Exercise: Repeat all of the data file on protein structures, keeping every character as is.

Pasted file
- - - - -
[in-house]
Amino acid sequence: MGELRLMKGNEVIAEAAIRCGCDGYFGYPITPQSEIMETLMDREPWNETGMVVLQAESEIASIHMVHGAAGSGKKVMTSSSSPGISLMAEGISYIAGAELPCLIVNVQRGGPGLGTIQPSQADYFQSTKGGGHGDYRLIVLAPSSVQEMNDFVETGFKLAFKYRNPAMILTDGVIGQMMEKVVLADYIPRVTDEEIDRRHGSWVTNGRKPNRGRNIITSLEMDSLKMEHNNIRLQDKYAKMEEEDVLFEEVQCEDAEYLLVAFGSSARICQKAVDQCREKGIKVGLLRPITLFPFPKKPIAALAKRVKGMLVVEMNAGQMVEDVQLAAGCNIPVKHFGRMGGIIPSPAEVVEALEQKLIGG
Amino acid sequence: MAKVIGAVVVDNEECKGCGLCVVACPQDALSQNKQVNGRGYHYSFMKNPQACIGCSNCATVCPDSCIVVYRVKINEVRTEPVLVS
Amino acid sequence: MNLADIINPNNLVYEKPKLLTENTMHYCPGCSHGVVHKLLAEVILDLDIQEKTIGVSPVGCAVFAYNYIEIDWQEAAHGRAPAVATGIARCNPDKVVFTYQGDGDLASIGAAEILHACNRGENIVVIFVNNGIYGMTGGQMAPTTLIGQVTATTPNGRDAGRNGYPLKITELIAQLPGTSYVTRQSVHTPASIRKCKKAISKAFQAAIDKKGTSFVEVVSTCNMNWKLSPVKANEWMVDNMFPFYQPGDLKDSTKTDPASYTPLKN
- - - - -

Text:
[in-house]
Amino acid sequence: MGELRLMKGNEVIAEAAIRCGCDGYFGYPITPQSEIMETLMDREPWNETGMVVLQAESEIASIHMVHGAAGSGKKVMTSSSSPGISLMAEGISYIAGAELPCLIVNVQRGGPGLGTIQPSQADYFQSTKGGGHGDYRLIVLAPSSVQEMNDFVETGFKLAFKYRNPAMILTDGVIGQMMEKVVLADYIPRVTDEEIDRRHGSWVTNGRKPNRGRNIITSLEMDSLKMEHNNIRLQDKYAKMEEEDVLFEEVQCEDAEYLLVAFGSSARICQKAVDQCREKGIKVGLLRPITLFPFPKKPIAALAKRVKGMLVVEMNAGQMVEDVQLAAGCNIPVKHFGRMGGIIPSPAEVVEALEQKLIGG
Amino acid sequence: MAKVIGAVVVDNEECKGCGLCVVACPQDALSQNKQVNGRGYHYSFMKNPQACIGCSNCATVCPDSCIVVYRVKINEVRTEPVLVS
Amino acid sequence: MNLADIINPNNLVYEKPKLLTENTMHYCPGCSHGVVHKLLAEVILDLDIQEKTIGVSPVGCAVFAYNYIEIDWQEAAHGRAPAVATGIARCNPDKVVFTYQGDGDLASIGAAEILHACNRGENIVVIFVNNGIYGMTGGQMAPTTLIGQVTATTPNGRDAGRNGYPLKITELIAQLPGTSYVTRQSVHTPASIRKCKKAISKAFQAAIDKKGTSFVEVVSTCNMNWKLSPVKANEWMVDNMFPFYQPGDLKDSTKTDPASYTPLKN